By Adam Levine
Iran would be willing to sit down for direct talks with the United States, the country's ambassador to the United Nations said in an interview broadcast on CNN.
"I can confirm it here with you, and also for your distinguished audience, that Iran will come negotiation and direct talks with the United States provided that we make sure that U.S. is serious and do not act differently," Ambassador Mohammad Khazaee told CNN's Fareed Zakaria in an interview that aired on Fareed Zakaria GPS.
Khazaee said Iranians felt that at last week's negotiation with the United States and other aligned nations, "both sides are getting closer to each other."
By Jill Dougherty, reporting from Cairo
Calling it a "good-faith effort" to help the Egyptian people, U.S. Secretary of State John Kerry released $250 million in economic aid Sunday, with a pledge of more if President Mohamed Morsy implements economic and political reforms.
Kerry's announcement came after a series of weekend meetings in Cairo with a cross-section of Egyptians and a two-hour session with Morsy on Sunday.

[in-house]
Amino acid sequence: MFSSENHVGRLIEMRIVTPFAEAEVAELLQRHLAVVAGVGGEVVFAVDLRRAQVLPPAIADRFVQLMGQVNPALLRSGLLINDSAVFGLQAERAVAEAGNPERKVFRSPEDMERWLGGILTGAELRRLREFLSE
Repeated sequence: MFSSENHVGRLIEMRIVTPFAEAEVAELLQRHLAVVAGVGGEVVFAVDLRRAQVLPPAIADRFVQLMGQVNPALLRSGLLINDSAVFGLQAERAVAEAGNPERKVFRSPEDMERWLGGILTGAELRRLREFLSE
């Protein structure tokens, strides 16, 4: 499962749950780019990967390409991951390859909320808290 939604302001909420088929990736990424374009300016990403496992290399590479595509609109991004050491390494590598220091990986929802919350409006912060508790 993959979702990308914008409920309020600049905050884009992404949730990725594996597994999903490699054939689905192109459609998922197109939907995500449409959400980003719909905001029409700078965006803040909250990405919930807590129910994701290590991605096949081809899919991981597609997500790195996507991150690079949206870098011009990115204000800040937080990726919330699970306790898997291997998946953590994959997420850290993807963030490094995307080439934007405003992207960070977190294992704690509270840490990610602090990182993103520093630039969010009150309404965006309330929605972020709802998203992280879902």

"When Egypt takes the difficult steps to strengthen its economy and build political unity and justice, we will work with our Congress at home on additional support," Kerry said in a written statement on the talks. But right now, Kerry said, Egypt needs help.
"In light of Egypt's extreme needs" and assurances by Morsy that he will take the steps necessary to obtain a major loan package from the International Monetary Fund, Kerry said the United States would provide the first $190 million of $450 million in already-promised support funds to the Egyptian government budget.
By Barbara Starr
The Obama administration is still searching through incoming intelligence reports to look for specific evidence to confirm that jihadist Moktar Belmoktar was killed in a raid by Chad military on a jihadist base in northeastern Mali, a senior U.S. official tells CNN.
"We don't have enough evidence to support the claim" made by Chad, the official said. But he emphasized the U.S. is taking it seriously and "not dismissing it out of hand."
"We want to have a level of certainty about it before we say it’s true, and we are not there yet," the official said.
He emphasized the U.S. will be looking at the broadest range of intelligence information it can to try to verify Belmoktar's death. "We'll be looking at things you can't even think of," he said. FULL POST